North Carolina: Future of voter ID lawsuit heard in state court | Associated Press

A lawsuit challenging North Carolina’s voter identification requirement should be allowed to continue even after the legislature added exceptions this summer easing the mandate that goes into effect next year, lawyers fighting the law told a state judge Monday. But a state attorney said the changes made to the 2013 law have addressed the accusations made in the litigation, giving registered voters who lack a qualifying photo ID a way to cast ballots in person anyway. “There is no question that the General Assembly in what they enacted answered the questions of unconstitutionality that the plaintiffs have raised,” Special Deputy Attorney General Alec Peters told Superior Court Judge Michael Morgan in a Raleigh courtroom. Peters said the lawsuit is moot and should be dismissed. Read More

North Carolina: Challenge to voter ID law set for hearing in state court | News & Observer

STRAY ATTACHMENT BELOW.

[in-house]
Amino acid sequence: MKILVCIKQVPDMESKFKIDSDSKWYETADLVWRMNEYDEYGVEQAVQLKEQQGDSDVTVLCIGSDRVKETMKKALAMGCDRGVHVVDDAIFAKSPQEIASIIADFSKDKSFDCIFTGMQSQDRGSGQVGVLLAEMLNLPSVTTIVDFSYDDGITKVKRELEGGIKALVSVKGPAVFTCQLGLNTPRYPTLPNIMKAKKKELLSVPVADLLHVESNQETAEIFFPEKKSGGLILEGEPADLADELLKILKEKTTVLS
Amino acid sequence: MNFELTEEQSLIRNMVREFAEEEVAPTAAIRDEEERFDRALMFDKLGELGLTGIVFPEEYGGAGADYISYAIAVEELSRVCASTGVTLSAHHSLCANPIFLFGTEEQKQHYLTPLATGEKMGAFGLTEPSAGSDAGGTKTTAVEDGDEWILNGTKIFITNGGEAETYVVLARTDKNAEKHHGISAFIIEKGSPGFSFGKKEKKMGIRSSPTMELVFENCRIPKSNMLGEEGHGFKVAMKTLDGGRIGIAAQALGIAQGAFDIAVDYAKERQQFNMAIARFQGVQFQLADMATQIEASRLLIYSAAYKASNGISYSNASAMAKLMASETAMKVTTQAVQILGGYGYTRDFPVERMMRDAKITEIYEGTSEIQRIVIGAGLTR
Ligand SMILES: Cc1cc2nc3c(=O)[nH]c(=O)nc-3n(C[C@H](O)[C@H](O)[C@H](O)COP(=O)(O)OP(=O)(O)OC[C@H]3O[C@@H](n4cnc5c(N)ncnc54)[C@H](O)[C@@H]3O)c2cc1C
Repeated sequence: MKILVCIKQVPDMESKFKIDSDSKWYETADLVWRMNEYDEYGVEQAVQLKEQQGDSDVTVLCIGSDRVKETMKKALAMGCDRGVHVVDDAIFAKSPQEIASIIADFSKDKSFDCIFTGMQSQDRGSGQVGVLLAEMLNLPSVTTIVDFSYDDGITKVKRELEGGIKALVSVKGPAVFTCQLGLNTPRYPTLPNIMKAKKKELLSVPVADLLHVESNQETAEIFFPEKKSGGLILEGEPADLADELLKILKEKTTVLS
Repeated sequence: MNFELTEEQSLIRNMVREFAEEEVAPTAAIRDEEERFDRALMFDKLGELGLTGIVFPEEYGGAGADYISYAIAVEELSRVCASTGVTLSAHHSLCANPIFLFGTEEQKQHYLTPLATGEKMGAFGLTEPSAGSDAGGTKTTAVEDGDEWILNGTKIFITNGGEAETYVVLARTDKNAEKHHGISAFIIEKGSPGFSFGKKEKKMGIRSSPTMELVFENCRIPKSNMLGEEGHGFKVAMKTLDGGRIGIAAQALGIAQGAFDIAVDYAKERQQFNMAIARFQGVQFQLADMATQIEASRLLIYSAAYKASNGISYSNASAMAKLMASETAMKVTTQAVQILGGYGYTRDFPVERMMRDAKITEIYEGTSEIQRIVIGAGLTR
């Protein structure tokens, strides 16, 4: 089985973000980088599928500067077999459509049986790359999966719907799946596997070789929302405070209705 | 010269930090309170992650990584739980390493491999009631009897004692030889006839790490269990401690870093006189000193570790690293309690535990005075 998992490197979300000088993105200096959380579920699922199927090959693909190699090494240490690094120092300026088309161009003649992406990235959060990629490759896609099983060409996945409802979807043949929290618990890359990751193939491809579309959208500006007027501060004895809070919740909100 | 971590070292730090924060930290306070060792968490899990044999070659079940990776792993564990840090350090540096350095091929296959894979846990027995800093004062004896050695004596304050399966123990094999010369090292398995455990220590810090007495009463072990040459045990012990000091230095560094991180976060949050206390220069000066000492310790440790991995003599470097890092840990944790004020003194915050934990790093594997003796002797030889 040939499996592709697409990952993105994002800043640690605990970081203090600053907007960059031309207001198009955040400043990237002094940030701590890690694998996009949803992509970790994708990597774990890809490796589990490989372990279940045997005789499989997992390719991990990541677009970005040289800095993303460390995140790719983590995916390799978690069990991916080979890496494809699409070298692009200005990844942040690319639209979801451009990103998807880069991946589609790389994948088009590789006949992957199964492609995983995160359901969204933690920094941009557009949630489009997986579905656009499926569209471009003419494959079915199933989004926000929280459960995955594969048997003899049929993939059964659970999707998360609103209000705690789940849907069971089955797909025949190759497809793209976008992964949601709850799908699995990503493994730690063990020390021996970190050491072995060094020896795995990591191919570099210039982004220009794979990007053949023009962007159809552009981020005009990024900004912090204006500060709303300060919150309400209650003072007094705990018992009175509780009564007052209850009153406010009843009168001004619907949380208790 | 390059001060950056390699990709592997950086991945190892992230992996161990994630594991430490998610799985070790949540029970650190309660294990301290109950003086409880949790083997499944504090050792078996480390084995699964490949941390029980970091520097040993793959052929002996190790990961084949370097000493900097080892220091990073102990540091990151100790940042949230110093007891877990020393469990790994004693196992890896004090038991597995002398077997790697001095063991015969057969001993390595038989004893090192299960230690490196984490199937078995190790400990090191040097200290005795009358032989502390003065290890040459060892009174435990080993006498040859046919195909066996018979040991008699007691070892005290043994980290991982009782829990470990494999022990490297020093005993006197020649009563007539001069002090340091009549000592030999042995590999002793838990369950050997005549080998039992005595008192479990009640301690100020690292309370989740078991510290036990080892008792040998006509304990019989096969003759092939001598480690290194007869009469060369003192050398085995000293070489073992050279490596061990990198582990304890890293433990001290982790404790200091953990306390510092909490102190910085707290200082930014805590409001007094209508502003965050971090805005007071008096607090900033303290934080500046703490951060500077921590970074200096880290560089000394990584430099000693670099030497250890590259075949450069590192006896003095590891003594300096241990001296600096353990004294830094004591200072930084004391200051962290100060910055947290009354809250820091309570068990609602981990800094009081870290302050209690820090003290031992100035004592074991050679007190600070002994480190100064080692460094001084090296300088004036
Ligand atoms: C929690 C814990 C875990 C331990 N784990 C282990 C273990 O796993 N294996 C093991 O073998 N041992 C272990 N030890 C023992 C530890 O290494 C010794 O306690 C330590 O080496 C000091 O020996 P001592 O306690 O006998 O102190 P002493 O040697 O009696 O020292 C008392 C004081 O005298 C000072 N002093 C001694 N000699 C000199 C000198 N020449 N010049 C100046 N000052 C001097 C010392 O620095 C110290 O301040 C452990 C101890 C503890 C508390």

If a bill to move up the date of North Carolina’s presidential primary wins approval from both houses and the governor this legislative session, North Carolina voters could go to the polls as soon as March 15 in 2016. As that scheduling uncertainty hangs over the state, so does the constitutionality of a voter ID requirement set to go into effect in 2016. On Monday morning, a Wake County judge is scheduled to hold a hearing on whether to dismiss a challenge in state court to the 2013 change in election law that requires voters to show one of seven state-approved forms of photo identification before casting a ballot. Attorneys for state lawmakers and the governor contend that a legislative amendment to the requirement earlier this summer – offering voters without an approved ID the option of using a provisional ballot – made the lawsuit moot. Attorneys for the challengers disagree. Read More